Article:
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Low-Volume Interval Training Improves Muscle Oxidative Capacity in Sedentary Adults.
MedLine Citation:
PMID:  21448086     Owner:  NLM     Status:  Publisher    
Abstract/OtherAbstract:
INTRODUCTION: High intensity interval training (HIT) increases skeletal muscle oxidative capacity similar to traditional endurance training, despite a low total exercise volume. Much of this work has focused on young active individuals and it is unclear if the results are applicable to older, less active populations. In addition, many studies have employed "all out", variable-load exercise interventions (e.g., repeated Wingate Tests) that may not be practical for all individuals. We therefore examined the effect of a more practical low-volume, sub-maximal, constant-load HIT protocol on skeletal muscle oxidative capacity and insulin sensitivity in middle-aged adults who may be at higher risk for inactivity-related disorders. METHODS: Seven sedentary but otherwise healthy individuals (3 women) with a mean (±SD) age, body mass index and peak oxygen uptake (VO2peak) of 45±5 y, 27±5 kg/m and 30±3 ml·kg·min-1 performed 6 training sessions over 2 wk. Each session involved 10 x 1 min cycling at ~60% of peak power achieved during a ramp VO2peak test (eliciting ~80-95% of heart rate reserve) with 1 min recovery between intervals. Needle biopsy samples (v. lateralis) were obtained before training and ~72 h after the final training session. RESULTS: Muscle oxidative capacity, as reflected by the protein content of citrate synthase and cytochrome oxidase subunit IV, increased by ~35% after training. The transcriptional co-activator PGC-1α was increased by ~56% following training, but the transcriptional co-repressor RIP140 remained unchanged. GLUT4 protein content increased ~260% and insulin sensitivity, based on the ISI (HOMA), improved by ~35% after training. CONCLUSION: Constant-load, low-volume HIT may be a practical, time-efficient strategy to induce metabolic adaptations that reduce the risk for inactivity-related disorders in previously sedentary middle-aged adults.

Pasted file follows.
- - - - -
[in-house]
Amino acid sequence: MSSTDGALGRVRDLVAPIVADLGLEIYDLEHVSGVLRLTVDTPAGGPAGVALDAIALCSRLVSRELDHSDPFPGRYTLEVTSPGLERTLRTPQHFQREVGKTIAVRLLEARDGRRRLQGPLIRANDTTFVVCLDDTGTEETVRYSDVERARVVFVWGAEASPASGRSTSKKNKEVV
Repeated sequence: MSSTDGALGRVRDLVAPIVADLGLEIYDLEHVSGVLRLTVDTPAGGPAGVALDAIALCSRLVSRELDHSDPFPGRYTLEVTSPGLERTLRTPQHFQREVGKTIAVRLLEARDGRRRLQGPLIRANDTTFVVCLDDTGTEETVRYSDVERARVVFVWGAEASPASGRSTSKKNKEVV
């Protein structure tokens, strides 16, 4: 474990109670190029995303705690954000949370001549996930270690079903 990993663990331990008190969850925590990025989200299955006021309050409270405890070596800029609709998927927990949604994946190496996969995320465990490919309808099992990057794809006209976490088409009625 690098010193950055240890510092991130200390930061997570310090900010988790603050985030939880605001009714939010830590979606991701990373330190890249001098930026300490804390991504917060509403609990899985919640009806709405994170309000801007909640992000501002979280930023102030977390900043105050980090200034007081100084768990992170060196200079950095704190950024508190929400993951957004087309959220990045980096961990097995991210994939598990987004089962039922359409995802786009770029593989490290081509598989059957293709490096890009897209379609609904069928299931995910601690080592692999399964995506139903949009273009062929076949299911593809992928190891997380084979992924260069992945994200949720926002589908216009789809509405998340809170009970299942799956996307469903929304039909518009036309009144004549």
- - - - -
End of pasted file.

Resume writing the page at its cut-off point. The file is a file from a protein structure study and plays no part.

Authors:
Melanie S Hood; Jonathan P Little; Mark A Tarnopolsky; Frank Myslik; Martin J Gibala
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Publication Detail:
Type:  JOURNAL ARTICLE     Date:  2011-3-25
Journal Detail:
Title:  Medicine and science in sports and exercise     Volume:  -     ISSN:  1530-0315     ISO Abbreviation:  -     Publication Date:  2011 Mar 
Date Detail:
Created Date:  2011-3-30     Completed Date:  -     Revised Date:  -    
Medline Journal Info:
Nlm Unique ID:  8005433     Medline TA:  Med Sci Sports Exerc     Country:  -    
Other Details:
Languages:  ENG     Pagination:  -     Citation Subset:  -    
Affiliation:
1Exercise Metabolism Research Group, Department of Kinesiology, McMaster University, Hamilton, Ontario L8S 4K1; and 2Department of Pediatrics and Medicine, McMaster University, Hamilton, Ontario, L8N 3Z5 CANADA.
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